Friday, April 28, 2006

Neuropsychological assessment - Validity evidence for Dean-Woodcock Sensory Motor Battery

A recently published article reports discriminative validity evidence for the Dean--Woodcock Sensory-Motor Battery, which is part of the Dean-Woodcock Neuropsychological Battery.  Given my authorship interest in the WJ III component of this battery, I need to alert readers to my potential conflict of interest in making this post.  As a result, I'm simply posting the article title, abstract, and URL (to the article) without editorial comment.
  • Volpe, A., Davis, A & Dean, R. (2006). Predicting global and specific neurological impairment with sensory-motor functioning .Archives of Clinical Neuropsychology, 21, 203–210. (click here to view article)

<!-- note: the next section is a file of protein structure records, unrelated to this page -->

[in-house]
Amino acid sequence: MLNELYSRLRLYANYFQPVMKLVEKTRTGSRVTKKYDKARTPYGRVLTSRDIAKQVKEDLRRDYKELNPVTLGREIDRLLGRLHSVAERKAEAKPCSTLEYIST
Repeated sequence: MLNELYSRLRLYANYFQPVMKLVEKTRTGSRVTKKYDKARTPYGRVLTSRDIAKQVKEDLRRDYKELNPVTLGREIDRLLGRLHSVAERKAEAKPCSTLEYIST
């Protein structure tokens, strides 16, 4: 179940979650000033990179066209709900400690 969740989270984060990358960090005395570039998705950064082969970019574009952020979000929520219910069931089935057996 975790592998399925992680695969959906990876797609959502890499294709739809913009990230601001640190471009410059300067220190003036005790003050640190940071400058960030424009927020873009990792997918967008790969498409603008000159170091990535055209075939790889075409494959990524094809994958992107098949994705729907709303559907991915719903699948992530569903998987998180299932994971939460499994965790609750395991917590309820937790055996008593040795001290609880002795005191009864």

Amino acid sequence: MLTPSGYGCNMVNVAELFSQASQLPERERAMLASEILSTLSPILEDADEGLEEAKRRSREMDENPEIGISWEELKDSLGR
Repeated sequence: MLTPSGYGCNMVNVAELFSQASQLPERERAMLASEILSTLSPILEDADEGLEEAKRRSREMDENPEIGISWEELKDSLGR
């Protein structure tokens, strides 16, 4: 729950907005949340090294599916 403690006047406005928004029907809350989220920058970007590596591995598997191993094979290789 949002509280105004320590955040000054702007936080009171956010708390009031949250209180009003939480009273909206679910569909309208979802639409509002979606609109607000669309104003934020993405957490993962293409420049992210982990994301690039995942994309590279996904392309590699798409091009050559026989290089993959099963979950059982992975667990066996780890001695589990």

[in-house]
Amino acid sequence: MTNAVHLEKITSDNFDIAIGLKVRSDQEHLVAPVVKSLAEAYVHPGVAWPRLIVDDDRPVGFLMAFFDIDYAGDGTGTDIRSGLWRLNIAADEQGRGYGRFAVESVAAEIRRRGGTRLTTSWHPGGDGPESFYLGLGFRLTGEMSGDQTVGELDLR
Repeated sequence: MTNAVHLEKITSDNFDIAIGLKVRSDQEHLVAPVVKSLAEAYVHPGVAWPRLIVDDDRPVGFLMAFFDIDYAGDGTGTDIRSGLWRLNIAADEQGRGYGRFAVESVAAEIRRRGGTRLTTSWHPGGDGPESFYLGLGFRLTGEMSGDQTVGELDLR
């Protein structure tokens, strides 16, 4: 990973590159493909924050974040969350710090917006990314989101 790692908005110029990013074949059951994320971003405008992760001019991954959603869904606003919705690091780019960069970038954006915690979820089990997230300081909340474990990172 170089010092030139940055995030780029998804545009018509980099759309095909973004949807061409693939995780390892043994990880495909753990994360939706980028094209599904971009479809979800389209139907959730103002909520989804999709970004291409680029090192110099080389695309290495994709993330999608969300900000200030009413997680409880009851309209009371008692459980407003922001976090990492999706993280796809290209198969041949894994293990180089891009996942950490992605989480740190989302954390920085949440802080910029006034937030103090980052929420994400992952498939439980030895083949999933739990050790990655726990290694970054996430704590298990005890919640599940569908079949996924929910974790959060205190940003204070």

• The present study assessed the ability of the Dean–Woodcock Sensory-Motor Battery (DWSMB) to distinguish between normal subjects and neurologically impaired individuals. Scores from the subtests of the DWSMB for 250 normal and 250 neurologically impaired individuals were randomly assigned to two equal groups to allow for cross-validation. The DWSMB was able to correctly identify 92.8% of the cases, identifying 94.4% of the normal population and 91.2% of the neurologically impaired subjects. The cross-validation correctly identified 87.2% of the total cases, identifying 91.2% of the normal subjects and 83.2% of the neurologically impaired subjects. An additional discriminant analysis indicated that the DWSMB correctly identified the following cases: 44.9% cardio-vascular accidents, 66.7% multiple sclerosis, 40% seizures, 42% traumatic brain injuries, 62.7% dementia, and 54.5% Parkinson’s disease. The results add to the validity of the DWSMB by providing evidence of its ability to differentiate between neurologically impaired and normal individuals.

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